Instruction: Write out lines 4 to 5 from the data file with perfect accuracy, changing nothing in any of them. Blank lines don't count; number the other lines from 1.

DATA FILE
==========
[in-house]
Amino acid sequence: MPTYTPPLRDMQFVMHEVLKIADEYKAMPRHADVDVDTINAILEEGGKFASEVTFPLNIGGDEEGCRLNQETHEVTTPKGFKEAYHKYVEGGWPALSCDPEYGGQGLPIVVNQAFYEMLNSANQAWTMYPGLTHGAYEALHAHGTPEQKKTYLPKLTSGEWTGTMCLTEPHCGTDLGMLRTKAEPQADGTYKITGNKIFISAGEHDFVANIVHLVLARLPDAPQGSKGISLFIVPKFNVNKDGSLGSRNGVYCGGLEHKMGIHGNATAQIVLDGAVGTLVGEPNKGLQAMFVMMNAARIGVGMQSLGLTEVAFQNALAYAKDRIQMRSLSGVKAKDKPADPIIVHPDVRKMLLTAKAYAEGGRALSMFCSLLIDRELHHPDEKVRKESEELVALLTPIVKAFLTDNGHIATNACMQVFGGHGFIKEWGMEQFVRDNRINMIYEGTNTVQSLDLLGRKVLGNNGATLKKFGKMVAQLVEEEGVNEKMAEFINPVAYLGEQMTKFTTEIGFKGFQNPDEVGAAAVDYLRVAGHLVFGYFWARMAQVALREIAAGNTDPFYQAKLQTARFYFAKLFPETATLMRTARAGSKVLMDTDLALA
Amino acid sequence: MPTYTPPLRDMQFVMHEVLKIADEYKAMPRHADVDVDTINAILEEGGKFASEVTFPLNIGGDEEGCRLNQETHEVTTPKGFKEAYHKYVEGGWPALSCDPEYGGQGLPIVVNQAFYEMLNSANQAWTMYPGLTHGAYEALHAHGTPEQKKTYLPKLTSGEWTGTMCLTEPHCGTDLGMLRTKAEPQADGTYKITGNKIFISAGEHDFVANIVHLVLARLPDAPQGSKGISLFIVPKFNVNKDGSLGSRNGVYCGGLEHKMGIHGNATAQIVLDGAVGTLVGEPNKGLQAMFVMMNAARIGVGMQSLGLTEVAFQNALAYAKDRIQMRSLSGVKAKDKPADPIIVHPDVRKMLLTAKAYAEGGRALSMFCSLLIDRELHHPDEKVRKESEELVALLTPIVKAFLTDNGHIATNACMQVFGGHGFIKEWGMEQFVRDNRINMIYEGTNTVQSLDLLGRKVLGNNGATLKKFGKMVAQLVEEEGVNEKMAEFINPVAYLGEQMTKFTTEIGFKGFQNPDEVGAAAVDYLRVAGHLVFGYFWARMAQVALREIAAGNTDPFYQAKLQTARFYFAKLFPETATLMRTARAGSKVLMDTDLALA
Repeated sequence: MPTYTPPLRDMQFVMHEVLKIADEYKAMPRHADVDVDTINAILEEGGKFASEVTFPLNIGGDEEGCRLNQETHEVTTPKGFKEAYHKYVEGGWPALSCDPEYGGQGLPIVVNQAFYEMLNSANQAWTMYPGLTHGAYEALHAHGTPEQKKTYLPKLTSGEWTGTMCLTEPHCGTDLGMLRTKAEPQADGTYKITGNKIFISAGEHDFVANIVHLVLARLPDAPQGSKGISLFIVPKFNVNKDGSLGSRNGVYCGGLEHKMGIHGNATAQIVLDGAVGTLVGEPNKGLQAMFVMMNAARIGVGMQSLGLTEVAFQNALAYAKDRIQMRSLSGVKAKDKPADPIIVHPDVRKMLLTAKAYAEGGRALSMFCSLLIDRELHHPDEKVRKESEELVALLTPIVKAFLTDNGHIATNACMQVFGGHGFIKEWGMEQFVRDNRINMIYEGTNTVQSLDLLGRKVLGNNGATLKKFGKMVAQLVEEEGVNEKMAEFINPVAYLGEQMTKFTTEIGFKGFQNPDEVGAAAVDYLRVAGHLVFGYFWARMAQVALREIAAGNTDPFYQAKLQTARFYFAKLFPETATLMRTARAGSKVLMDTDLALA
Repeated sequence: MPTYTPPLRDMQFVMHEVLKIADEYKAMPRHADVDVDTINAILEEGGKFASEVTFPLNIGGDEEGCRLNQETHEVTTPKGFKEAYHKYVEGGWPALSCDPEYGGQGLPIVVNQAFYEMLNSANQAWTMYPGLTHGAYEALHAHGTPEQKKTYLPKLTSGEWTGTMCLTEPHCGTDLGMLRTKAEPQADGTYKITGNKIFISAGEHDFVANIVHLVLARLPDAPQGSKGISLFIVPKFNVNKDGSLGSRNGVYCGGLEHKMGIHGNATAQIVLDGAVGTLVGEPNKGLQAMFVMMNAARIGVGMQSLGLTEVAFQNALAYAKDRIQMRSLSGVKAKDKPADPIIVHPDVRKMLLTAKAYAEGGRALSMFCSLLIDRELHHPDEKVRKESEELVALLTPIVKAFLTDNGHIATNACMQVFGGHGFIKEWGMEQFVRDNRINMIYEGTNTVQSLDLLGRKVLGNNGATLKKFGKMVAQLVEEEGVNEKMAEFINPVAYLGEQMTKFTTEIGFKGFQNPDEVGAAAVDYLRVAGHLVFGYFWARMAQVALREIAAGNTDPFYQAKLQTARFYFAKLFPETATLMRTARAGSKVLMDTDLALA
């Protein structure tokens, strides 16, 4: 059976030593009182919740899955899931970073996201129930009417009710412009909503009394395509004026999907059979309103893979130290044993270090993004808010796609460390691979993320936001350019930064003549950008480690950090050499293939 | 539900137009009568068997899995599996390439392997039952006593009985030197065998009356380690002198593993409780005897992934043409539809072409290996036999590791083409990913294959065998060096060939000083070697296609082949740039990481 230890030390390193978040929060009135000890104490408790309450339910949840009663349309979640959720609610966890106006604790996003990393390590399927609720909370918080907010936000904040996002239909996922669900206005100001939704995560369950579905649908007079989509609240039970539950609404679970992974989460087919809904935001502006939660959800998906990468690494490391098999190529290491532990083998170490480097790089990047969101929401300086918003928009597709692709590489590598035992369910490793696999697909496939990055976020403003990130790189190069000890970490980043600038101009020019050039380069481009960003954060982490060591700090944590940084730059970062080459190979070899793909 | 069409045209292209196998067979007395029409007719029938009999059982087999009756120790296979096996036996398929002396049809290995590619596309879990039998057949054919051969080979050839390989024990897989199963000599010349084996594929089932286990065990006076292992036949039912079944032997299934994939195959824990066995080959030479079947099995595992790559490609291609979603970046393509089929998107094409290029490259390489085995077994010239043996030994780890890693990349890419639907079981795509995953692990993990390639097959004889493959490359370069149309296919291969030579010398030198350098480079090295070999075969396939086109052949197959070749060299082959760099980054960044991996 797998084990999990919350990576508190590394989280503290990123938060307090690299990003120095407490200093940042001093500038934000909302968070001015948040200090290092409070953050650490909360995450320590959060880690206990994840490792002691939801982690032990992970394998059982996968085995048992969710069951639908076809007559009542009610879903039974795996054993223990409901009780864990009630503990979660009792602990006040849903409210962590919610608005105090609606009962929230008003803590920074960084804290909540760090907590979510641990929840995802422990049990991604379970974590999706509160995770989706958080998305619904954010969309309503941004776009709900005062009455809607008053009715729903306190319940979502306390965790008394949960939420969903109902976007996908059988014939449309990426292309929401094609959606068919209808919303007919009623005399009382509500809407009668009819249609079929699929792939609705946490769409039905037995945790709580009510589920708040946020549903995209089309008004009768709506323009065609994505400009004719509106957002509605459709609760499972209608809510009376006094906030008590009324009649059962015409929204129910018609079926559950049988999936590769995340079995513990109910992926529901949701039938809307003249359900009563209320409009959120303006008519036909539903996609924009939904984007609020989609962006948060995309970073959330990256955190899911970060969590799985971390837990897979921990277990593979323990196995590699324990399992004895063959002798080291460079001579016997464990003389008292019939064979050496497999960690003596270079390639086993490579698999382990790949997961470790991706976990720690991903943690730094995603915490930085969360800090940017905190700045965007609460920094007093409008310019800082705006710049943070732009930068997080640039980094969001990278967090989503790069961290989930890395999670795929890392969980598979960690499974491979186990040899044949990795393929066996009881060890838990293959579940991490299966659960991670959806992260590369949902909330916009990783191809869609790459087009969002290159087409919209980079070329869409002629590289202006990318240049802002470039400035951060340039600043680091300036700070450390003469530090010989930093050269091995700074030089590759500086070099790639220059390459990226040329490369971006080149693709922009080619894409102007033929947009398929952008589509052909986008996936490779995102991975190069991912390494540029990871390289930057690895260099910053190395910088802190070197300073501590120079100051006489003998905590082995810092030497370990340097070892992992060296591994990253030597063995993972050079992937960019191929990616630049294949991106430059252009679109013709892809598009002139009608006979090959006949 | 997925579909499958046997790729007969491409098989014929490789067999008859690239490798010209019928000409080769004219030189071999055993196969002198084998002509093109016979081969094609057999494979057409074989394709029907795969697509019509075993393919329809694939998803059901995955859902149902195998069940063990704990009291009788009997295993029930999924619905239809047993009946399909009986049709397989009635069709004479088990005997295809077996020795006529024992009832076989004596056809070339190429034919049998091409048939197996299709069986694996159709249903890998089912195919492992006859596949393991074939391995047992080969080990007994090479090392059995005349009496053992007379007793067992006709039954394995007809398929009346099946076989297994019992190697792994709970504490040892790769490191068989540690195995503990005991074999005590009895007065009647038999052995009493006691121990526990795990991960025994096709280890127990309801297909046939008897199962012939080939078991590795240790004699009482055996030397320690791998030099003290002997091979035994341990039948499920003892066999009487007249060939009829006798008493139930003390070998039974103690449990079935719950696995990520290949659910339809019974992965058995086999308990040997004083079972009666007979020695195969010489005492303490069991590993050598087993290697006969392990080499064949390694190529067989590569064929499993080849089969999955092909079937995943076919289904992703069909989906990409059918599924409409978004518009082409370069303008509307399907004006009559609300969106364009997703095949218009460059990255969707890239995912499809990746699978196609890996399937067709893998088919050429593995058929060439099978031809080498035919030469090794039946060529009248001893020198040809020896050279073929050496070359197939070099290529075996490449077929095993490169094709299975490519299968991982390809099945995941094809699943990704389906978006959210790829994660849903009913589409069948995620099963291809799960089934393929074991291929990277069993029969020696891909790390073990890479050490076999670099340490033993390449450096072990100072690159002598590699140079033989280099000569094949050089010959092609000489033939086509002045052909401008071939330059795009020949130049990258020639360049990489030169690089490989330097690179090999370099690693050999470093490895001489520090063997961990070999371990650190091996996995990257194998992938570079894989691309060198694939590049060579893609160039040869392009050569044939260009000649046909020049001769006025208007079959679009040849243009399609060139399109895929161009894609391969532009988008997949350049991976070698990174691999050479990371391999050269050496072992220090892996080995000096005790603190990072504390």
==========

Repeated sequence: MPTYTPPLRDMQFVMHEVLKIADEYKAMPRHADVDVDTINAILEEGGKFASEVTFPLNIGGDEEGCRLNQETHEVTTPKGFKEAYHKYVEGGWPALSCDPEYGGQGLPIVVNQAFYEMLNSANQAWTMYPGLTHGAYEALHAHGTPEQKKTYLPKLTSGEWTGTMCLTEPHCGTDLGMLRTKAEPQADGTYKITGNKIFISAGEHDFVANIVHLVLARLPDAPQGSKGISLFIVPKFNVNKDGSLGSRNGVYCGGLEHKMGIHGNATAQIVLDGAVGTLVGEPNKGLQAMFVMMNAARIGVGMQSLGLTEVAFQNALAYAKDRIQMRSLSGVKAKDKPADPIIVHPDVRKMLLTAKAYAEGGRALSMFCSLLIDRELHHPDEKVRKESEELVALLTPIVKAFLTDNGHIATNACMQVFGGHGFIKEWGMEQFVRDNRINMIYEGTNTVQSLDLLGRKVLGNNGATLKKFGKMVAQLVEEEGVNEKMAEFINPVAYLGEQMTKFTTEIGFKGFQNPDEVGAAAVDYLRVAGHLVFGYFWARMAQVALREIAAGNTDPFYQAKLQTARFYFAKLFPETATLMRTARAGSKVLMDTDLALA
Repeated sequence: MPTYTPPLRDMQFVMHEVLKIADEYKAMPRHADVDVDTINAILEEGGKFASEVTFPLNIGGDEEGCRLNQETHEVTTPKGFKEAYHKYVEGGWPALSCDPEYGGQGLPIVVNQAFYEMLNSANQAWTMYPGLTHGAYEALHAHGTPEQKKTYLPKLTSGEWTGTMCLTEPHCGTDLGMLRTKAEPQADGTYKITGNKIFISAGEHDFVANIVHLVLARLPDAPQGSKGISLFIVPKFNVNKDGSLGSRNGVYCGGLEHKMGIHGNATAQIVLDGAVGTLVGEPNKGLQAMFVMMNAARIGVGMQSLGLTEVAFQNALAYAKDRIQMRSLSGVKAKDKPADPIIVHPDVRKMLLTAKAYAEGGRALSMFCSLLIDRELHHPDEKVRKESEELVALLTPIVKAFLTDNGHIATNACMQVFGGHGFIKEWGMEQFVRDNRINMIYEGTNTVQSLDLLGRKVLGNNGATLKKFGKMVAQLVEEEGVNEKMAEFINPVAYLGEQMTKFTTEIGFKGFQNPDEVGAAAVDYLRVAGHLVFGYFWARMAQVALREIAAGNTDPFYQAKLQTARFYFAKLFPETATLMRTARAGSKVLMDTDLALA